I think Krystal pegs the psychology of Newt perfectly when she suggests that no one in the country will be happier with a Romney loss in November, with the possible exceptions of Jeb Bush, Chris Christie, and Bob McDonnell. As the old Janis Joplin song goes, Freedom’s just another word for nothin’ left to lose. And Mitt won’t be quite so enamored of the concept of “freedom” when he sees how Newt uses his in the the next few weeks. Rather, he’ll be urging his Jewish bundlers to call Adelson and beg him to stop (assuming he hasn’t already done so.)
I also agree with her smart observation that Newt has leveled much harsher critiques of Mitt Romney’s time at Bain Capital than Democrats would be able to pull off. Even more importantly than the attack is that Romney’s takeaway from the attacks will be, I think, that his response was effective. But I don’t think it will work in a general to proclaim, “I don’t apologize for my success” without expressing some empathy for all the people who lost jobs when companies went under after Bain sucked them dry.
Regarding Artur’s analysis, I’m not sure how Democratic losses in all of the states cited signify a victory of ideology over personality. Knowing both of the candidates in Missouri last cycle, for instance, I would say just the opposite: Republican Blunt was an affable, indefatigable campaigner who disarmed urban Democrats during intimate meetings while retaining his rural conservative base. Conversely, Democrat Robin Carnahan was widely seen even by Democrats as inaccessible and icy, and even after ostentatiously moving towards the middle proved utterly incapable of connecting with center-right voters. I don’t think ’10 was an ideological election any more than ’06 or ’08 were ideological elections favoring progressives; it was merely one more lurch back by an unsettled, anxious electorate pounded by job losses and economic insecurity.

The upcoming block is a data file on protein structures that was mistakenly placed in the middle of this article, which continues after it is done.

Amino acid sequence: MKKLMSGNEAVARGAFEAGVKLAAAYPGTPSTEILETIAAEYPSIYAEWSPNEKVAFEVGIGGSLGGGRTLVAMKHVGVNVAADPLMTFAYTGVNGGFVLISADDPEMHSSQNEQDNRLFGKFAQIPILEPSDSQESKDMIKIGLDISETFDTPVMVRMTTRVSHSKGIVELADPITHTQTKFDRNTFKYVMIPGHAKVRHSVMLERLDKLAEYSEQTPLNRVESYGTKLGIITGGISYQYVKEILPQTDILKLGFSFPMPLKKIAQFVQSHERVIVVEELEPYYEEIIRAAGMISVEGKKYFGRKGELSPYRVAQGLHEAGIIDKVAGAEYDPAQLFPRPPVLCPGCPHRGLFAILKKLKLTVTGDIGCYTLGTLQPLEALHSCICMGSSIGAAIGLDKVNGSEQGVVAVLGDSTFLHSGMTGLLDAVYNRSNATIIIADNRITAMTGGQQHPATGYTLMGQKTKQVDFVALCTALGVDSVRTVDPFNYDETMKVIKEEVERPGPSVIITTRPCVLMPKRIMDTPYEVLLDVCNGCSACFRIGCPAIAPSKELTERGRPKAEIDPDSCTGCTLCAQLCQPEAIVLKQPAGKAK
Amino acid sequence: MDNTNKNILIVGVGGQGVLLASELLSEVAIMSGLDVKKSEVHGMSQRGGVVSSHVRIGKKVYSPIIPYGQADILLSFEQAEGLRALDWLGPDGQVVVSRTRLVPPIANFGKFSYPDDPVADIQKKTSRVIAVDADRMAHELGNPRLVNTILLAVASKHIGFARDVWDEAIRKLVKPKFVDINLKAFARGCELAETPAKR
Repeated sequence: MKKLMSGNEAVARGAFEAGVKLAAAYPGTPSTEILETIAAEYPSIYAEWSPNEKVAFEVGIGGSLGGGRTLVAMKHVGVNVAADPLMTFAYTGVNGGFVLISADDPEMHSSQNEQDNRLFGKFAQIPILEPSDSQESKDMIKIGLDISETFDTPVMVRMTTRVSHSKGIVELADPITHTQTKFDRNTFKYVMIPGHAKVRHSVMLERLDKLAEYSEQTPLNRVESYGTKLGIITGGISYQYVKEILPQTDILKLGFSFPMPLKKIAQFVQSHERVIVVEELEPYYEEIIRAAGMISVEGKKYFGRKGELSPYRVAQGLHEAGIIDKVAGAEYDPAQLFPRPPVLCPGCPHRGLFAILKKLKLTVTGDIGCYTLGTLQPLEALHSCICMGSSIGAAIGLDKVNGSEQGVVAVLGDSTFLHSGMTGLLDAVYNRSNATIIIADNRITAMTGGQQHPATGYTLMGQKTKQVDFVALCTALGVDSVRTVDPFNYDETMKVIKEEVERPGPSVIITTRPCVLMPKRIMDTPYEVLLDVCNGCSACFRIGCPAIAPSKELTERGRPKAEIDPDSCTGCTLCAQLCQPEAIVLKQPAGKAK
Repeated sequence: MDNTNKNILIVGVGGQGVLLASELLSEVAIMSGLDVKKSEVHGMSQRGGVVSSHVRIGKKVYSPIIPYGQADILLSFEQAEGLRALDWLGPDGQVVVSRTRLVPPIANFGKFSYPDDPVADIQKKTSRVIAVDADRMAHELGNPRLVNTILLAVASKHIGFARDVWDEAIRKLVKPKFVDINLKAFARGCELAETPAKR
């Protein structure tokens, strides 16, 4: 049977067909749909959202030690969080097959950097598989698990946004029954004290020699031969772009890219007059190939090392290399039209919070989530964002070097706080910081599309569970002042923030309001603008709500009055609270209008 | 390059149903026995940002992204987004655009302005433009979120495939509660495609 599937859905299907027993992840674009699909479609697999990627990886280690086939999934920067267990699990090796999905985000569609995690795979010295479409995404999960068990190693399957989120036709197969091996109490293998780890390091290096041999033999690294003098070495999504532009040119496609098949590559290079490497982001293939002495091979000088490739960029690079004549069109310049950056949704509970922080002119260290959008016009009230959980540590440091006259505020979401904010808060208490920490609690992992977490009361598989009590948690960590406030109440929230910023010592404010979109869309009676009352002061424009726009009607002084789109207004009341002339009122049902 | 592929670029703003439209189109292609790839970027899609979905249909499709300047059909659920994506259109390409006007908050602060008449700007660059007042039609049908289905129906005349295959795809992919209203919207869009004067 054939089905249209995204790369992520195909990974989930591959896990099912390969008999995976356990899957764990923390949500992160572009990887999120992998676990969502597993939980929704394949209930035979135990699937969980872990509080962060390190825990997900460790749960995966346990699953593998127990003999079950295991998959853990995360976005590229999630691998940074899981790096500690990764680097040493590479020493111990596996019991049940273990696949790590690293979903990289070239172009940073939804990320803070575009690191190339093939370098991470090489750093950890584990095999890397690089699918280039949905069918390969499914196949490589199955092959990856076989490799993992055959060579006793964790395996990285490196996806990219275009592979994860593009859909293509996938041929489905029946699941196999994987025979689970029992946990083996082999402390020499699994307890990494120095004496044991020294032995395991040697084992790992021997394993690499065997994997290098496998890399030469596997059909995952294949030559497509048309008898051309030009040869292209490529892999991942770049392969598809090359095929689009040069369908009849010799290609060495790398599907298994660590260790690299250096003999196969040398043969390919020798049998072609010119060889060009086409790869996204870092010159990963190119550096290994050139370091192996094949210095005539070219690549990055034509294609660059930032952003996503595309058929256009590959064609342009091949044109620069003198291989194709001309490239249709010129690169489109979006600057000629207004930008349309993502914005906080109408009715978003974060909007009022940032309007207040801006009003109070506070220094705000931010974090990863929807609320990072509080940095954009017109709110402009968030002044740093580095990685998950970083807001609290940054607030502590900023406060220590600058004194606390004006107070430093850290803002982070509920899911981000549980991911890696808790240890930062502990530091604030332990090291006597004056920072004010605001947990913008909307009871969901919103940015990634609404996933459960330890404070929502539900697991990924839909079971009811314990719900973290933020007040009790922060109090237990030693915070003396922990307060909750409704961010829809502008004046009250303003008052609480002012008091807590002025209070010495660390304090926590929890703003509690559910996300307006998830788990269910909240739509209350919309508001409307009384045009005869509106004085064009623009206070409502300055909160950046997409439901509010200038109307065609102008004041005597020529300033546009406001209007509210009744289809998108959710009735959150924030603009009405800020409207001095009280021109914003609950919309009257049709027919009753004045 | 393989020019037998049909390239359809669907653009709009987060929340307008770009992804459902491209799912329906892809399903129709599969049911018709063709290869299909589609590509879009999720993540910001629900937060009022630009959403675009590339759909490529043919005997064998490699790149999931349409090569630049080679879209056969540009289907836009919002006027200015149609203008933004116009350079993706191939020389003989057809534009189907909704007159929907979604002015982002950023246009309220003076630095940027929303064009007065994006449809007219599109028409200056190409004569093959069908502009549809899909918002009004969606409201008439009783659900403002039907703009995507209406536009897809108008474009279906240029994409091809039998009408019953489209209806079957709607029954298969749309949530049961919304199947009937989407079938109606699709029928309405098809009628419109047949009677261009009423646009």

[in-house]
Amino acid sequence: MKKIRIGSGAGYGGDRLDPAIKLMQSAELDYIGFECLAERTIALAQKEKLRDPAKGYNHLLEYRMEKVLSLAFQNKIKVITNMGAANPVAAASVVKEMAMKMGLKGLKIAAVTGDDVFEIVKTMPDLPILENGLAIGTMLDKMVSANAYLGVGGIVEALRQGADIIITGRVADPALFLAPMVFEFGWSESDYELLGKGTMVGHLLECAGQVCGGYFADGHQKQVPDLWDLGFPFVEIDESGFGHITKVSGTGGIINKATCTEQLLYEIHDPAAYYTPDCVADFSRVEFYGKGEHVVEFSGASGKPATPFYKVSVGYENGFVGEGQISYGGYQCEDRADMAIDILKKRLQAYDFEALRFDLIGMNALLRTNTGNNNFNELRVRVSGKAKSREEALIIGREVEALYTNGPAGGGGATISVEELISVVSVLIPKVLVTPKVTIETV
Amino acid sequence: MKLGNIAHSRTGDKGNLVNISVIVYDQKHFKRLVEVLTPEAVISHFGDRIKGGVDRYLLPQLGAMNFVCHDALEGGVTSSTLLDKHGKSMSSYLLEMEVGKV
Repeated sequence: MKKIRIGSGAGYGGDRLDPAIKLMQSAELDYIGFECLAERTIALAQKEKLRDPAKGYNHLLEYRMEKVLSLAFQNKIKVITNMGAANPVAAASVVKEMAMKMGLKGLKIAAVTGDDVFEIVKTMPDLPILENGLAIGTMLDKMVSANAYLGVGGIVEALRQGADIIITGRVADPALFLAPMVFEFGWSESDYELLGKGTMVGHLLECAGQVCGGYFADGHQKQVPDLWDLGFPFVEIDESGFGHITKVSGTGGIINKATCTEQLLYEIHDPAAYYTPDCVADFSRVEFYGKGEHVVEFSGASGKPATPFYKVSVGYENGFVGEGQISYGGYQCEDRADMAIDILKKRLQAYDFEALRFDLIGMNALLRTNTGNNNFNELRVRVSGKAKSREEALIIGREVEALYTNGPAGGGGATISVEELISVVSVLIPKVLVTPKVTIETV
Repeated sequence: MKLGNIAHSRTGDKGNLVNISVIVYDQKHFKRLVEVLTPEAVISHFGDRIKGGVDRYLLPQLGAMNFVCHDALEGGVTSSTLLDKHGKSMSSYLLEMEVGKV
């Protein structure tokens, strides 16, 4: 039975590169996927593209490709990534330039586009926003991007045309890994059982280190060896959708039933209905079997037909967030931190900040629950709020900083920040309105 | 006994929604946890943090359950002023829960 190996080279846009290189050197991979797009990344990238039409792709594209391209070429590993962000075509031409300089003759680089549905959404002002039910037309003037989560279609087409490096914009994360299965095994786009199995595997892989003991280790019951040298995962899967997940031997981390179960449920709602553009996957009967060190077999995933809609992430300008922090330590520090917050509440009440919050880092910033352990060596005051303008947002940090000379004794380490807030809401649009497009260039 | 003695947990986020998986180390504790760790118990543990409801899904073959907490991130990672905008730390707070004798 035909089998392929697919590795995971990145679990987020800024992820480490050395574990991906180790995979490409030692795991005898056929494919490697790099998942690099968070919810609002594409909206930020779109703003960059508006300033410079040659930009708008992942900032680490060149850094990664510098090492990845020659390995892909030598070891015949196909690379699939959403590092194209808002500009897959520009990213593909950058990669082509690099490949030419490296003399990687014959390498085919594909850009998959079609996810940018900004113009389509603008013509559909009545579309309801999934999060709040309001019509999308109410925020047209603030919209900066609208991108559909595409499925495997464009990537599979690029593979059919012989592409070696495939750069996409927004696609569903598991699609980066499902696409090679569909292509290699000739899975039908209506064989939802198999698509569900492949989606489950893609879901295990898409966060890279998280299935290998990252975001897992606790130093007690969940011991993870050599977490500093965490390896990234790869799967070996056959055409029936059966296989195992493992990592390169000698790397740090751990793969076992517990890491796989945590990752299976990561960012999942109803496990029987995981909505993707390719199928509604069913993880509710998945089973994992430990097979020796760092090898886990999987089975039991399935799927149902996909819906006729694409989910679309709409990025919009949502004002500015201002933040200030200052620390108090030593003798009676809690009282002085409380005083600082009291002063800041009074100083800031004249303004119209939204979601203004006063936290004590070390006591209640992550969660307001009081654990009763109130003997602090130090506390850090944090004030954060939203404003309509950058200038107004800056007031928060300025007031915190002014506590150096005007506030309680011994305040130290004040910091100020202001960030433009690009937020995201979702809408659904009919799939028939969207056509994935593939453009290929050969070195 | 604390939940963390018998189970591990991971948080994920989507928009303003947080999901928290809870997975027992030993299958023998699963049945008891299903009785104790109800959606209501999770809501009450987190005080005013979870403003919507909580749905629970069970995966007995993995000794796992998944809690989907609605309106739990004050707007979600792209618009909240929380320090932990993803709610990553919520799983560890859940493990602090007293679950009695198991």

But I do agree with Artur’s big-picture assessment: this is a toss-up race. Sure, it’d be great for Dems if Newt stayed in till the convention, but Dems can’t win by counting on Newt savaging Romney through the summer; Sheldon Adelson didn’t become a billionaire by continue to pour money into dogs. Getting to 270 won’t be easy for the president, especially if the CBO is correct in its prediction that unemployment will drift back up towards 9% by Election Day. But at least the he’ll be blessed with an opponent who is destined to struggle connecting with the Appalachian white working class (that decides swing states like PA, OH, VA) at least as much as Obama himself struggled to connect in ’08.